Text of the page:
Movies, House Numbers, and other Random Quick Takes



Does anyone know  the logic behind the numbering of houses in suburban neighborhoods? I’ve puzzled over this for years. I assume some numbers get skipped because in an urban setting, with no yards between, they would use every number, but the presence of a yard between makes a difference. And yet it doesn’t make any sense that along my street there are three houses in a row, with equal distance between them, numbered 3911, 4001 and 4003. Why did they skip 3913 through 3999?

One of those mysteries I would really like cleared up.

Enchanted (2007) Poster___2___

We brought Enchanted in on Netflix as a family movie last week. It’s so much fun to see Julianna finally, finally start making connections with girly movies. Enchanted was a universal hit. Nicholas came up to me the next day and said with a total little-boy lovesick sigh, “Mommy, I llllooooove Giselle.”


I had forgotten how stinking funny Enchanted is. I adore that scene in Central Park: “How Do You Know?” I love that Amy Adams and James Marsden sing, too. And Patrick Dempsey, for that matter. I wish movies gave actors more opportunities to sing. People have this idea these days that singing is an activity reserved to a very few people who are “good enough.” Until mass entertainment came along, everybody sang. It’s a rare person who truly can’t sing at all.


Memorial Day, horses 119 smallJulianna wrote a letter to Mary Poppins this week. i.e. to Julie Andrews, only I didn’t try to explain the difference. It said, “Dear Mary Poppins, I want to ride the pink carousel with you. My favorite song is Spoonful of Sugar. I hope you have a Jolly Holiday.”

Okay, I guided her through the first two sentences. But that last little pun? That was all Julianna. I asked her what else she wanted to write, and that’s what came out. Wow.


Nicholas is feeling pretty exhausted after three weeks of summer school. He and Alex had a typical 9-year-old-vs.-5-year-old argument about it.

Nicholas: “I loooooove school but I hate being there all day!”

Alex: “You can’t love school and hate being there at the same time!”

Nicholas: “I love school so much! But I hate being all day!”

“Alex: “You can’t love it and hate it!”

Me: “Alex! Stop being such a know-it-all! He’s saying he loves school but he’s tired because it’s so long!”

One more week, and summer break starts for real. I am both looking forward to it–field trip season!–and not.


I finally went to the neighborhood pool at 6 a.m. to lap swim today. I am not a big pool person because I think sunbathing is both unwise and uncomfortable, and I hate cold water. And I really hate sunscreen. But a pool before sunrise, after two weeks of hot weather–that is a pleasant form of exercise indeed.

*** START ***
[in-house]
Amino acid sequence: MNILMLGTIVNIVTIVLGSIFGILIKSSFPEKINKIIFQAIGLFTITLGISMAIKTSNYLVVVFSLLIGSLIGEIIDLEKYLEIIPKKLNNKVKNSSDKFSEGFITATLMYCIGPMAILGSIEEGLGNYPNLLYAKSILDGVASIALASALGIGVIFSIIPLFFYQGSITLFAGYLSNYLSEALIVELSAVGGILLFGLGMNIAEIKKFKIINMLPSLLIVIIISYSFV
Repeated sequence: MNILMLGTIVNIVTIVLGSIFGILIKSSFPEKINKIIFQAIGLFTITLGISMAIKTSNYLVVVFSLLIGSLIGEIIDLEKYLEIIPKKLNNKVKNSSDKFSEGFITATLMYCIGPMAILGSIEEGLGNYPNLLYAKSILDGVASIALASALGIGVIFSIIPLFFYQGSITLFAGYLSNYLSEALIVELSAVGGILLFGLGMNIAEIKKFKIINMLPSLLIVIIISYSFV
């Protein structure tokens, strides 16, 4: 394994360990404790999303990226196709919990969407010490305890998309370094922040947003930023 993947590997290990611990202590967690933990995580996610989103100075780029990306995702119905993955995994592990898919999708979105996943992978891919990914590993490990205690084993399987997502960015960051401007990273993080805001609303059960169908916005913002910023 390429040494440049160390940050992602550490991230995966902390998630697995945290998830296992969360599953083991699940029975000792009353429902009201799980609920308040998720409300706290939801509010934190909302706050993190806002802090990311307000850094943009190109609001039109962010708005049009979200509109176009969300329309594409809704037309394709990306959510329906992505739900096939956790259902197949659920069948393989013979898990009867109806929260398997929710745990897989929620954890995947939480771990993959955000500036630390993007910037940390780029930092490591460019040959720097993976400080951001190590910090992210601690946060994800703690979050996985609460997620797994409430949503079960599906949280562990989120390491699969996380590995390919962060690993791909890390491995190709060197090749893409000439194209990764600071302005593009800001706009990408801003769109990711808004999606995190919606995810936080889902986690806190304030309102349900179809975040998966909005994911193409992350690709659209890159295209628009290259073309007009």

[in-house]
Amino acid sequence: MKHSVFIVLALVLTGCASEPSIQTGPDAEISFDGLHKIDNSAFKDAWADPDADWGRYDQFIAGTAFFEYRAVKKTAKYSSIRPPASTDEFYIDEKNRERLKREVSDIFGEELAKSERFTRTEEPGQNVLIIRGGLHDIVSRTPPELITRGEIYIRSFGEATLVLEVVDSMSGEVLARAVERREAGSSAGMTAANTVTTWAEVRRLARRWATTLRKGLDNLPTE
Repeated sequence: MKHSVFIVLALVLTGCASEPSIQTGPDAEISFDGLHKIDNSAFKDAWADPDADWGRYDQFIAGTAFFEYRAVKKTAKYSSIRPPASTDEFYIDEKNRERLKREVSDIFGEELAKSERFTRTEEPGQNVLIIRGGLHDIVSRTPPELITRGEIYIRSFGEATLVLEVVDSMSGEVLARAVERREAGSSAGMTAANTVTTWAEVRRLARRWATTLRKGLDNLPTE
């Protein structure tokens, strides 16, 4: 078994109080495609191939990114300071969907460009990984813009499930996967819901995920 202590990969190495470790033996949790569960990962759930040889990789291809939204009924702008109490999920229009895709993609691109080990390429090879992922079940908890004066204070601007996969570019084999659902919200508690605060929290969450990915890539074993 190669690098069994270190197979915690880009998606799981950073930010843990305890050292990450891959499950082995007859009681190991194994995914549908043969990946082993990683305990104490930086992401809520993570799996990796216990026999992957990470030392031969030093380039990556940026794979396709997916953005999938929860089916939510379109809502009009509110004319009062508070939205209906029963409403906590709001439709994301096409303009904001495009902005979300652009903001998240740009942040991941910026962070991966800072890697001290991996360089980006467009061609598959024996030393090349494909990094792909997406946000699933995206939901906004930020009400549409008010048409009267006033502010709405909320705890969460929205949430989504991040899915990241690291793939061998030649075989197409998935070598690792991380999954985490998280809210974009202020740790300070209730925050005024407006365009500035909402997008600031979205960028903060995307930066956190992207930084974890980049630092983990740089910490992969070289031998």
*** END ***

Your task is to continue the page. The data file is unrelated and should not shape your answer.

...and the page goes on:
Baseball is almost over. One more night, and we’re blessedly free. The boys have enjoyed it, but it’s been a brutal three months. I feel like we lost the entire spring for bike riding and playing outside and taking walks after dinner. More of those adjustments that come as the kids get older.

Have a great weekend!

7 quick takes sm1 7 Quick Takes about clearing churches out of food, admitting that I cant figure out podcasts, and moving our couch RIGHT in front of the TV for the World Cup

6 thoughts on “Movies, House Numbers, and other Random Quick Takes

  1. About those house numbers: it probably depends on the state but usually developers determine lot sizes in a new subdivision, also street names, and end up assigning street numbers based on directions from the city, regional planning, etc. A vacant lot causes a numbering disconnect because no one ever built on it as intended in the original plans for a subdivision.

    Hope that helps.

    • That makes sense, but there aren’t any vacant lots in our neighborhood. I just wish I knew why they’d skip thirty or forty house numbers between one house and the next…

      • That does seem odd, I was thinking they might have skipped 6 or 8 numbers. Perhaps there was some sort of error in the original plot plan. Hard to know.

  2. That is a weird numbering system, and one that I think all the US cities (except Provo and Salt Lake City) I lived in used. I liked the Hungarian system: one side odd, one side even, numbering starts closest to th 0 km stone at the Buda foot of the Széchenyi Chain Bridge, regradless of where in the country you are.

  3. Sharon Twenter

    I’m thinking the change in streets as you go around the bend. I bet some of the houses have a different street name.

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